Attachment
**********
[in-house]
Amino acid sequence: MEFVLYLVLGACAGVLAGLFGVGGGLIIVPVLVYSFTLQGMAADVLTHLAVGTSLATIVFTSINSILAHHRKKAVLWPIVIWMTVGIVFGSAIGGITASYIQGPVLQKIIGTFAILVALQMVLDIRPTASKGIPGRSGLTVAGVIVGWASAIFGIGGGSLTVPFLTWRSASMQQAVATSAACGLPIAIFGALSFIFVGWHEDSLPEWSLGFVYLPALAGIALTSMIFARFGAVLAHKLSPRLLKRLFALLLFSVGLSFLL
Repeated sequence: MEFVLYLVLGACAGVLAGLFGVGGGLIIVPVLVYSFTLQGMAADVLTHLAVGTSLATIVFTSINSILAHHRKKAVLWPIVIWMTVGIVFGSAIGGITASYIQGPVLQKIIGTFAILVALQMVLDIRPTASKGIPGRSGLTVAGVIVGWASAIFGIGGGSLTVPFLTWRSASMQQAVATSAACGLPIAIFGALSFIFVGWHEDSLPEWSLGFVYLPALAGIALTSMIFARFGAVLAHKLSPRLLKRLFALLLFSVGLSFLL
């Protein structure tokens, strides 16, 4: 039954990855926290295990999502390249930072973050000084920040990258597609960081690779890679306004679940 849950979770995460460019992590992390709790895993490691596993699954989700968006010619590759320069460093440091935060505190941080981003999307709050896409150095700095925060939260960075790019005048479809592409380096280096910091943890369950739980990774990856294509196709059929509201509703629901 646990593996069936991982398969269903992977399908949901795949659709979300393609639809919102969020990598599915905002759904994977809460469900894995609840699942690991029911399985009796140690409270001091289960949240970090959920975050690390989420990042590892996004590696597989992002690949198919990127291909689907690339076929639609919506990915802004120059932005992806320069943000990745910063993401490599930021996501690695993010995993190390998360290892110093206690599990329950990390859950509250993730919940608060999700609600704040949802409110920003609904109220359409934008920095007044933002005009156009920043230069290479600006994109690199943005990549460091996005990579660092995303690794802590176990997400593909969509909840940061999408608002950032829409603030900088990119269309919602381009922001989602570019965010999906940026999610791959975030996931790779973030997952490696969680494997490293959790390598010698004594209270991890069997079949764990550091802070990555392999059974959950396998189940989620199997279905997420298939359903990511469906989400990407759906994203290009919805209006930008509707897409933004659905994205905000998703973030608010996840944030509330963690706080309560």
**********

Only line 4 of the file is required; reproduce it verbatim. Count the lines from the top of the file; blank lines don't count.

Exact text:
């Protein structure tokens, strides 16, 4: 039954990855926290295990999502390249930072973050000084920040990258597609960081690779890679306004679940 849950979770995460460019992590992390709790895993490691596993699954989700968006010619590759320069460093440091935060505190941080981003999307709050896409150095700095925060939260960075790019005048479809592409380096280096910091943890369950739980990774990856294509196709059929509201509703629901 646990593996069936991982398969269903992977399908949901795949659709979300393609639809919102969020990598599915905002759904994977809460469900894995609840699942690991029911399985009796140690409270001091289960949240970090959920975050690390989420990042590892996004590696597989992002690949198919990127291909689907690339076929639609919506990915802004120059932005992806320069943000990745910063993401490599930021996501690695993010995993190390998360290892110093206690599990329950990390859950509250993730919940608060999700609600704040949802409110920003609904109220359409934008920095007044933002005009156009920043230069290479600006994109690199943005990549460091996005990579660092995303690794802590176990997400593909969509909840940061999408608002950032829409603030900088990119269309919602381009922001989602570019965010999906940026999610791959975030996931790779973030997952490696969680494997490293959790390598010698004594209270991890069997079949764990550091802070990555392999059974959950396998189940989620199997279905997420298939359903990511469906989400990407759906994203290009919805209006930008509707897409933004659905994205905000998703973030608010996840944030509330963690706080309560």